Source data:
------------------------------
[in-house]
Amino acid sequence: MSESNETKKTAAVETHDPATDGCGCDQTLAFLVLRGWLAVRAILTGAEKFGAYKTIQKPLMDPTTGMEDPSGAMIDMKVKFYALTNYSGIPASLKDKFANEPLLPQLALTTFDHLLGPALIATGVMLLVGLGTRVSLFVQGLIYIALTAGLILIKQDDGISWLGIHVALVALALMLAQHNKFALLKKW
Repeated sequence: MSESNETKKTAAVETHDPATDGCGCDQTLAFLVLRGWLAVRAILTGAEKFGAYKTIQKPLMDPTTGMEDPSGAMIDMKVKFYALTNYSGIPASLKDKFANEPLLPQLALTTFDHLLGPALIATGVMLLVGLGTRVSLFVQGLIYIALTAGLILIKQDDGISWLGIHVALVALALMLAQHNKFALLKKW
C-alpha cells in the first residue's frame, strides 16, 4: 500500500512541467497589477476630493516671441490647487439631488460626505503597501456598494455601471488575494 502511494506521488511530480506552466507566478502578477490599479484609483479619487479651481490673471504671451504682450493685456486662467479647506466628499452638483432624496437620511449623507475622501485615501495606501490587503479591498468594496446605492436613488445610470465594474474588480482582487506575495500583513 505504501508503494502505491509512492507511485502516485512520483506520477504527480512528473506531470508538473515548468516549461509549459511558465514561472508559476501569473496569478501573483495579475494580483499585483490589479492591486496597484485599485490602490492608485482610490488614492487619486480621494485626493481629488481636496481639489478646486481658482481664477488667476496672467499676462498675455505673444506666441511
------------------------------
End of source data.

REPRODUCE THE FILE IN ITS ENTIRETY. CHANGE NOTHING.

[in-house]
Amino acid sequence: MSESNETKKTAAVETHDPATDGCGCDQTLAFLVLRGWLAVRAILTGAEKFGAYKTIQKPLMDPTTGMEDPSGAMIDMKVKFYALTNYSGIPASLKDKFANEPLLPQLALTTFDHLLGPALIATGVMLLVGLGTRVSLFVQGLIYIALTAGLILIKQDDGISWLGIHVALVALALMLAQHNKFALLKKW
Repeated sequence: MSESNETKKTAAVETHDPATDGCGCDQTLAFLVLRGWLAVRAILTGAEKFGAYKTIQKPLMDPTTGMEDPSGAMIDMKVKFYALTNYSGIPASLKDKFANEPLLPQLALTTFDHLLGPALIATGVMLLVGLGTRVSLFVQGLIYIALTAGLILIKQDDGISWLGIHVALVALALMLAQHNKFALLKKW
C-alpha cells in the first residue's frame, strides 16, 4: 500500500512541467497589477476630493516671441490647487439631488460626505503597501456598494455601471488575494 502511494506521488511530480506552466507566478502578477490599479484609483479619487479651481490673471504671451504682450493685456486662467479647506466628499452638483432624496437620511449623507475622501485615501495606501490587503479591498468594496446605492436613488445610470465594474474588480482582487506575495500583513 505504501508503494502505491509512492507511485502516485512520483506520477504527480512528473506531470508538473515548468516549461509549459511558465514561472508559476501569473496569478501573483495579475494580483499585483490589479492591486496597484485599485490602490492608485482610490488614492487619486480621494485626493481629488481636496481639489478646486481658482481664477488667476496672467499676462498675455505673444506666441511